Newly released inmates served in various roles while in jail, including teacher and editor-in-chief
The early release of two former rape and robbery convicts this morning and the planned release of a third, who’s been behind bars at Her Majesty’s pleasure for manslaughter, could see the “floodgates” of Dodds Prisons opening up in the coming months.
Unlike Orlando Lorde and his partner Peter Forde, who walked out of jail three years ahead of time today after convincing the local Privy Council of the exemplary life they lived in prison and their commitment to reform, the other inmate Arleigh James will go free for slightly different reasons.
Even though James’ rehabilitative efforts and his selection as a prison trustee are critical factors in his imminent release, another compelling consideration has to do with a recent Caribbean Court of Justice ruling that suggests it is unconstitutional to sentence a person at Her Majesty’s pleasure. The CCJ –– this country’s final Court of Appeal –– went farther, to find that all sentences must be definitive [including the notion of life].
James, who has so far been confined to jail for more than 20 years, after chopping to death his wife Deborah James with a cutlass in 1994, is, according to reliable informants, just one of a number of others who’ve been sitting behind bars for lengthy periods, and who have similar matters before Chief Justice Sir Marston Gibson for determination.
Following a period of disharmony between the convict and his wife, the court had heard that the strained relations came to boiling point, when she was packing some of her clothes, seemingly to drive off with a waiting pastor and leave the marriage.
During James’ trial, it was discovered that two years prior to what the court described as “a frenzied attack” on his wife, he was admitted to the Psychiatric Hospital and diagnosed with paranoia, which the doctor assessed as “a medical disorder characterized by delusions organized into a system, a rare chronic condition most people with such delusions would in time, develop signs of other medical illnesses”.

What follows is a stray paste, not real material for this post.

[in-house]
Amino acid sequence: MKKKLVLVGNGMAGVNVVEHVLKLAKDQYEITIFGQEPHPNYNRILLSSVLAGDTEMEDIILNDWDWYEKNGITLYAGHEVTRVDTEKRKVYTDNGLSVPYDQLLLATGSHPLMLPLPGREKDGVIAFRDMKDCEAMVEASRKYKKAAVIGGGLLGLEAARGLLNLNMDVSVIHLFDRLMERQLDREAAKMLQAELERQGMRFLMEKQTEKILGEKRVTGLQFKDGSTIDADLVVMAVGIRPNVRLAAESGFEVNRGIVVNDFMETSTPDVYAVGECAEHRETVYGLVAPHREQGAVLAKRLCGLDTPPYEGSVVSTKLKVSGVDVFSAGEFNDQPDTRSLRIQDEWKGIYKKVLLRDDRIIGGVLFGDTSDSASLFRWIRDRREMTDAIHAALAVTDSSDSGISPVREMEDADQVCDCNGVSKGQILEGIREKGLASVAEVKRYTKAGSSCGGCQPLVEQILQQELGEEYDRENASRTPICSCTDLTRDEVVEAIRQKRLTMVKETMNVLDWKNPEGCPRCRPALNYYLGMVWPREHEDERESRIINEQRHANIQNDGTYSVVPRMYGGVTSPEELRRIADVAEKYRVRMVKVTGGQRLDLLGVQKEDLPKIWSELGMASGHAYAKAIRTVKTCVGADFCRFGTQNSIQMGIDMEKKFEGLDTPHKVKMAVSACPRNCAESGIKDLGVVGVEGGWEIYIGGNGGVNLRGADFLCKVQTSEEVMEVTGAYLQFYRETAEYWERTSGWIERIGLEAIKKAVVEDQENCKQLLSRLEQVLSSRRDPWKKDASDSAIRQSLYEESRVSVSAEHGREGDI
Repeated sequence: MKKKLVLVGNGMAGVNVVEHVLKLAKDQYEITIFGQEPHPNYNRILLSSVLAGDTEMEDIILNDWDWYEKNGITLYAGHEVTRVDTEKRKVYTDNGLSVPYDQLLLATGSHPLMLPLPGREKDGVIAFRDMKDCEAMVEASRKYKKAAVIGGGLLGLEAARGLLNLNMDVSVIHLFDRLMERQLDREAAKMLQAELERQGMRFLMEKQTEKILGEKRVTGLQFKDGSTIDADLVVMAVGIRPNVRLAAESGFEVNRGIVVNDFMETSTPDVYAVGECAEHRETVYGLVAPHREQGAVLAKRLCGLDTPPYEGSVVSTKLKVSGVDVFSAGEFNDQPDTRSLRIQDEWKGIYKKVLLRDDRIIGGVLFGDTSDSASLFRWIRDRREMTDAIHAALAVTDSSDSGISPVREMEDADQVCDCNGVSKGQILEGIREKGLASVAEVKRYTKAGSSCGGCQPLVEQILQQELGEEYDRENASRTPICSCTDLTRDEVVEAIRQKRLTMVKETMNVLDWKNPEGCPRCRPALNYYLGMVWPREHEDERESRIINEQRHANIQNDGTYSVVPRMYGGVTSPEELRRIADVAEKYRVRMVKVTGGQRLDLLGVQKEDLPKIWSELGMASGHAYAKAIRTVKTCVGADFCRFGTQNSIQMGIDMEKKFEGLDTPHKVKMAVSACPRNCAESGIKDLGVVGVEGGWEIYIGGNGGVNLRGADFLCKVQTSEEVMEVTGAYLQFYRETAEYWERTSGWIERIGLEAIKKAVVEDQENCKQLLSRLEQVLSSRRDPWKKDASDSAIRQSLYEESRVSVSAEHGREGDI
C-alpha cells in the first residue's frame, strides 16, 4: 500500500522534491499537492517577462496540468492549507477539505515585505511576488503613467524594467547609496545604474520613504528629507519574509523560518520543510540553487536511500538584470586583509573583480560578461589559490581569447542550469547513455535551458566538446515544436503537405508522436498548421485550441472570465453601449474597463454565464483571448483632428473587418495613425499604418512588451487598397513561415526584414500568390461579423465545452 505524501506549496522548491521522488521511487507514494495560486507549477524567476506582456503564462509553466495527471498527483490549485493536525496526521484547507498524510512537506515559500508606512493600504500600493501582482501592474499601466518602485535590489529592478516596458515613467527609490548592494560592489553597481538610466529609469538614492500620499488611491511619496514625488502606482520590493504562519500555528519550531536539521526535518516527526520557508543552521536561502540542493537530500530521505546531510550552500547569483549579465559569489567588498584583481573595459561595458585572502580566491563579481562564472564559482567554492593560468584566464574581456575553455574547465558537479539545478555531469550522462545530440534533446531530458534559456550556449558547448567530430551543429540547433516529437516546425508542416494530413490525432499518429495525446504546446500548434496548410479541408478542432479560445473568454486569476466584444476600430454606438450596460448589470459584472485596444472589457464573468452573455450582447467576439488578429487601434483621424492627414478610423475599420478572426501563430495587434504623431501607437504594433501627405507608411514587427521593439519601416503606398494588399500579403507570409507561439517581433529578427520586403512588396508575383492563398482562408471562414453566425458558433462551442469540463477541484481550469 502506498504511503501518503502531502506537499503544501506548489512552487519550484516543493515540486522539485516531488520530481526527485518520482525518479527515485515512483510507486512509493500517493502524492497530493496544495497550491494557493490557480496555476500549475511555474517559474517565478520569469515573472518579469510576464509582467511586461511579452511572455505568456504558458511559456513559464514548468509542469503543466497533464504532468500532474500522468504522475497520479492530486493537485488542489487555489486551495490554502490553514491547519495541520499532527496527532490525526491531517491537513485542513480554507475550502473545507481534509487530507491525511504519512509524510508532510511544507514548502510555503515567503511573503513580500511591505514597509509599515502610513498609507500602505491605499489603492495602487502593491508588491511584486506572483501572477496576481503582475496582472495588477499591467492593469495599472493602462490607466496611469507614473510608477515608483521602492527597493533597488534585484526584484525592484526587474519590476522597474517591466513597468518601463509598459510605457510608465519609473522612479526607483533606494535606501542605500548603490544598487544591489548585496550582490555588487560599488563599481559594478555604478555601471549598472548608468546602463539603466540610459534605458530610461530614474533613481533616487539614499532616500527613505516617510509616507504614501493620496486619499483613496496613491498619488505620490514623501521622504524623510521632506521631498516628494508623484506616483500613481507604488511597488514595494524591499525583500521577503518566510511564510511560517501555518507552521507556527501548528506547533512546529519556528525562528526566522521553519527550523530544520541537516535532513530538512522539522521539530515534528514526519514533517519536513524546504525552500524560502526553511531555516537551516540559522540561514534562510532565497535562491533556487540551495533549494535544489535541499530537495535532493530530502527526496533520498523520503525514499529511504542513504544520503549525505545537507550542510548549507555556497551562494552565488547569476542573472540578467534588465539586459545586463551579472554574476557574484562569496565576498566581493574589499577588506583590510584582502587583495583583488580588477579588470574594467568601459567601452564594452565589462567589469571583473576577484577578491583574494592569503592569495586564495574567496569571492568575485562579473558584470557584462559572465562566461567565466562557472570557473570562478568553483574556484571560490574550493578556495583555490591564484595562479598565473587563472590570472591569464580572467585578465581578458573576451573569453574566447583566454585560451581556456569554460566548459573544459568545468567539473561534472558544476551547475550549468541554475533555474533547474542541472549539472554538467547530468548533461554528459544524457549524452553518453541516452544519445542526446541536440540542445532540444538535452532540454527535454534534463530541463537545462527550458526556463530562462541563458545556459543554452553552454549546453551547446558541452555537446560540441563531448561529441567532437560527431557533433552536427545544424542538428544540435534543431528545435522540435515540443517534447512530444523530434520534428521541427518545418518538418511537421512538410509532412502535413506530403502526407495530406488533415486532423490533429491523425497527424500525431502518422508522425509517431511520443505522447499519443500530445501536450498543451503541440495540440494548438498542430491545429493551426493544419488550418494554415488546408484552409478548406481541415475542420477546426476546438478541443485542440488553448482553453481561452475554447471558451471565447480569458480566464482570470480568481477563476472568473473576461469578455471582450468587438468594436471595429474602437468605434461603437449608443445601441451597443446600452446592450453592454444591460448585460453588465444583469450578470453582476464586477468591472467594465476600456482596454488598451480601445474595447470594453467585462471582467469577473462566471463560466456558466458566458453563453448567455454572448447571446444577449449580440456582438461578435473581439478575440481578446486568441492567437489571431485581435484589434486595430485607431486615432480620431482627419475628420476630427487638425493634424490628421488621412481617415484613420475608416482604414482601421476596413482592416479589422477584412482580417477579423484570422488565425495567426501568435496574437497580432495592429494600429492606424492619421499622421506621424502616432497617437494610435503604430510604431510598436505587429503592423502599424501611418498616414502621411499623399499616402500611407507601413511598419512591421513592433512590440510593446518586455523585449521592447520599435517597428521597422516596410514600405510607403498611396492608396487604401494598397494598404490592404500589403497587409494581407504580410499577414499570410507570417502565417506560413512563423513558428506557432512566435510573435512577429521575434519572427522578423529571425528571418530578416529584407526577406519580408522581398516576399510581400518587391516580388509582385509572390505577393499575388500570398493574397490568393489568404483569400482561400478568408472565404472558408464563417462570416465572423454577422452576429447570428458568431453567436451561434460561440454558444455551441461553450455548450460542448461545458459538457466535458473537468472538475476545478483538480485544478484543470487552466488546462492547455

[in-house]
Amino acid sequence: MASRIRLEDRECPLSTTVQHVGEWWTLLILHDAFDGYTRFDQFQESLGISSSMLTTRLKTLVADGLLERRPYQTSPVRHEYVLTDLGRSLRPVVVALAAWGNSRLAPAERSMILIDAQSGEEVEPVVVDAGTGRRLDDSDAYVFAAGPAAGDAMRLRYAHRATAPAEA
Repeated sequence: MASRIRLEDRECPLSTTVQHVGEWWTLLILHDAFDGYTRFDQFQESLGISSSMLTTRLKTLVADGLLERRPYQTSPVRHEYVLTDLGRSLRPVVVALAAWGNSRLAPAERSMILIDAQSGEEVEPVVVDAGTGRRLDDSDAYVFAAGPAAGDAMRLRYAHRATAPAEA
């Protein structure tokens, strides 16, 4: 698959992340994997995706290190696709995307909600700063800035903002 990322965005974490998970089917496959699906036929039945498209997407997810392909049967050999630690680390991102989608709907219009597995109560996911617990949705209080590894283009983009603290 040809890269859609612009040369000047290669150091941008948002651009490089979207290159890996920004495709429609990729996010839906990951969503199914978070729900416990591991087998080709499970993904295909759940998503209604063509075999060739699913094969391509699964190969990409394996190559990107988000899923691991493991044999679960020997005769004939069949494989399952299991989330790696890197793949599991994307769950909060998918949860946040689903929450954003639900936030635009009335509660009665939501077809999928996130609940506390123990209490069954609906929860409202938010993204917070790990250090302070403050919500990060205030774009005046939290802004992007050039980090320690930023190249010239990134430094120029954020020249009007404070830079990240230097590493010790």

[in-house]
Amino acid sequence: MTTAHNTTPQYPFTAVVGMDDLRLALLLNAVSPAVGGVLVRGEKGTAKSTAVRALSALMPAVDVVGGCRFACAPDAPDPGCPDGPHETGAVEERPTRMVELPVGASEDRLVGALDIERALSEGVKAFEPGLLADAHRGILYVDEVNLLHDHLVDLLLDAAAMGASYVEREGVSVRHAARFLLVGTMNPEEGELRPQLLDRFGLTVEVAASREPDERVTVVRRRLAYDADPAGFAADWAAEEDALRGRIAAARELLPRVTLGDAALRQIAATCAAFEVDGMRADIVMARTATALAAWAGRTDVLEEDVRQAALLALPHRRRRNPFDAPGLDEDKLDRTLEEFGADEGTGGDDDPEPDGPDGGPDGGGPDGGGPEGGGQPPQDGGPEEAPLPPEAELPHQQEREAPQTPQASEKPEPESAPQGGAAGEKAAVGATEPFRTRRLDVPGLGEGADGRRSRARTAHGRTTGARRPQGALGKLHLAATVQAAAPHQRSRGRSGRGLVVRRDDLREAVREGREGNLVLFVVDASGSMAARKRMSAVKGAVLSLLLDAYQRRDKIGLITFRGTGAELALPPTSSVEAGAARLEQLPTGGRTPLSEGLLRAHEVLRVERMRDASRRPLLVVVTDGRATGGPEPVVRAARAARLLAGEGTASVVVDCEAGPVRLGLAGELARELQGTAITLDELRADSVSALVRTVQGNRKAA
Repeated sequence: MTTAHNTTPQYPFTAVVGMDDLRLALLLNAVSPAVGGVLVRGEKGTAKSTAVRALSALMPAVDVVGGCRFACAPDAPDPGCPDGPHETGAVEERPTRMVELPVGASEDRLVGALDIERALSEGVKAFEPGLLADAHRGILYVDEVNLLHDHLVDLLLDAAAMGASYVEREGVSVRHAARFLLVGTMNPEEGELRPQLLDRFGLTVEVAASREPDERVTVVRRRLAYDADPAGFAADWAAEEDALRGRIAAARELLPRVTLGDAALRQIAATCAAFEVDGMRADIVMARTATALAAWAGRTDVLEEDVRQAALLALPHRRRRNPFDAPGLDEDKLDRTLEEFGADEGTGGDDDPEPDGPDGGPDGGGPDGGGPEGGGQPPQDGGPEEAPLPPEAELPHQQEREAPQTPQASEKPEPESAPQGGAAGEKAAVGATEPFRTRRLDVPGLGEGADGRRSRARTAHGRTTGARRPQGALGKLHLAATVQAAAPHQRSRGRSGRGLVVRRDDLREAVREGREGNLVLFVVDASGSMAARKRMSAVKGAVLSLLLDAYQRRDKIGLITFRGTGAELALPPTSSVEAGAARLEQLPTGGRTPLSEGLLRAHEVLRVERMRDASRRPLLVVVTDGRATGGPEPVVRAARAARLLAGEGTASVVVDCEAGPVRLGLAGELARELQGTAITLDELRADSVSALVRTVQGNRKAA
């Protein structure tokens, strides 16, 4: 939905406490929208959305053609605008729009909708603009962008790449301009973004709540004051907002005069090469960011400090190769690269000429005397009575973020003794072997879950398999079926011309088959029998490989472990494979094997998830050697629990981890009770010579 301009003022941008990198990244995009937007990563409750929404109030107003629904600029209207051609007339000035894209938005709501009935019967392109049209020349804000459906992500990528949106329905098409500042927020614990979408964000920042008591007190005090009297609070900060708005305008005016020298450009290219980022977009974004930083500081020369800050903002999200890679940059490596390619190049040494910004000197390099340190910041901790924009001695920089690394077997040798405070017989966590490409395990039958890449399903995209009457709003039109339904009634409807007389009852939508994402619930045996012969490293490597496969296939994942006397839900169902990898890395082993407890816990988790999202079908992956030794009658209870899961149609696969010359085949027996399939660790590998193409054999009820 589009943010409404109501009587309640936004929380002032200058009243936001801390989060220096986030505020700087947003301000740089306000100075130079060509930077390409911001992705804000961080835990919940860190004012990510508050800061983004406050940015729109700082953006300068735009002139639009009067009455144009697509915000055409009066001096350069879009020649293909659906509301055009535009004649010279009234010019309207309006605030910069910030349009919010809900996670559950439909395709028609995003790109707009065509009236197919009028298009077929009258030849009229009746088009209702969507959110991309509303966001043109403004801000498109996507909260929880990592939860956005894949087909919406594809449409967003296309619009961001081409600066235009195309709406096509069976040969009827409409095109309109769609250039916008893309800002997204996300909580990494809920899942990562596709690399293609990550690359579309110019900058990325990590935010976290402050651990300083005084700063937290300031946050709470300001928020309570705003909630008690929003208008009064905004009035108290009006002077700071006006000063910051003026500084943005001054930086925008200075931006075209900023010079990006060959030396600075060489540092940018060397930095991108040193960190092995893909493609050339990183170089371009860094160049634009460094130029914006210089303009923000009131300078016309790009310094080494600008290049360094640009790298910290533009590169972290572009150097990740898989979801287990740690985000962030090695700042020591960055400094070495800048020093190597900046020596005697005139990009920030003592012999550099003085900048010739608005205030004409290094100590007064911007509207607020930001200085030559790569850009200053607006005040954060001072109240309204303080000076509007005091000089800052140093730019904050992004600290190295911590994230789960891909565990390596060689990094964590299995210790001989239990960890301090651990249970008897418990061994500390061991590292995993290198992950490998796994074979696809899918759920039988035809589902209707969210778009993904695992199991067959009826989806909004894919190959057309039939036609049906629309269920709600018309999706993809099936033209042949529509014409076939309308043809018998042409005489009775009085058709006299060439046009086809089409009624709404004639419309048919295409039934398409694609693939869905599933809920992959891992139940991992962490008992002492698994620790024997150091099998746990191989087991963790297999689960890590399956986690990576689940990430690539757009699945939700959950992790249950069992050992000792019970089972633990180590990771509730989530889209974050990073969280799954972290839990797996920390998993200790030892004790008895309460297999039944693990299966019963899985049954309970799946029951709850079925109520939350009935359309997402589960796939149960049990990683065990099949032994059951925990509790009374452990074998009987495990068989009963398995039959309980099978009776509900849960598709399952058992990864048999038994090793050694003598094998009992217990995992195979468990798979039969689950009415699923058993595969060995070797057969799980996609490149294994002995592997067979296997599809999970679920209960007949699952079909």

Persons close to his case, are of the view –– and the prison authorities seem to agree –– that he has come a long way from where he was, to being considered a trustee.
They say he has been substantially rehabilitated and reformed and was now a model prisoner.
With the Barbados Government intent on abandoning the mandatory death sentence, and the CCJ finding that the age-old practice of sentencing convicts to an indefinite term of at Her Majesty’s pleasure was unconstitutional, authorities here appear to be putting greater emphasis on rehabilitation rather than merely keeping persons locked away for inordinately long periods.
Strong evidence of how authorities appear to be leaning increasingly more on the side of rehabilitation as reasons for releasing prisoners may be found in today’s freeing of Lorde and Forde who had spent 15 years in jail –– three years ahead of time –– for the 1995 rape and robbery of a minibus conductress at French Village, St Peter.
One of Lorde’s attorneys today painted a picture of a man who was a model prisoner and teacher.
“Mr Lorde was a model inmate and has committed himself to turning his life around. He took part in all the available courses for rehabilitation and he made a further commitment to educate himself,” boasted Grace McKaskie.
“He is an intelligent guy, having gone to Lodge School, and during the time of his incarceration, he was successful in obtaining six O Levels, three at Grade 1. And what impressed the authorities, was that he was not only committed to doing better and to turning his life around, but he made an effort to influence others to do the same,” continued McKaskie, who’s working in association with Queen’s Counsel Dr Erskine Hinds.
“And in recognition of that effort, he was made a paid teacher and he taught a number of students. Everything he learnt, he taught the others and he got very good results; but in business studies in particular, he got 100 per cent passes for the students that he taught.
“Dr Hinds made an application to the local Privy Council to have part of his sentence remitted and the Governor General [Sir Elliott Belgrave] accepted the advice of the local Privy Council that he should be so released. So that approval came today, June 26,” pointed out the attorney.
One of Forde’s lawyers, Safiya Moore, said her client had made efforts to become a better person since his incarceration.
“He has engaged in various rehabilitation programmes offered by the prison service, including anger management, cognitive and personal enhancement as well as values education,” Moore explained.
“Further, Mr Forde has attained passes in various CXC subjects. Mr Forde has worked with the publishing of numerous literary works whilst incarcerated. These publications include To Our Children and Over The Wall, as well as Our Mothers, Our Treasures.
“Mr Forde, up to the date of his release, was also the long-standing editor-in-chief of the GlenDodds Journal. Mr Forde is best known for his performing arts productions, which have been in Barbados, including Love, Poetry And Song. He has received numerous awards at NIFCA for his exemplary work in both the area of performing arts as well as craft,” declared the legal counsel.
It is now left to be seen how soon freedom would come to those other reformed convicts who are waiting for their time back home with their families.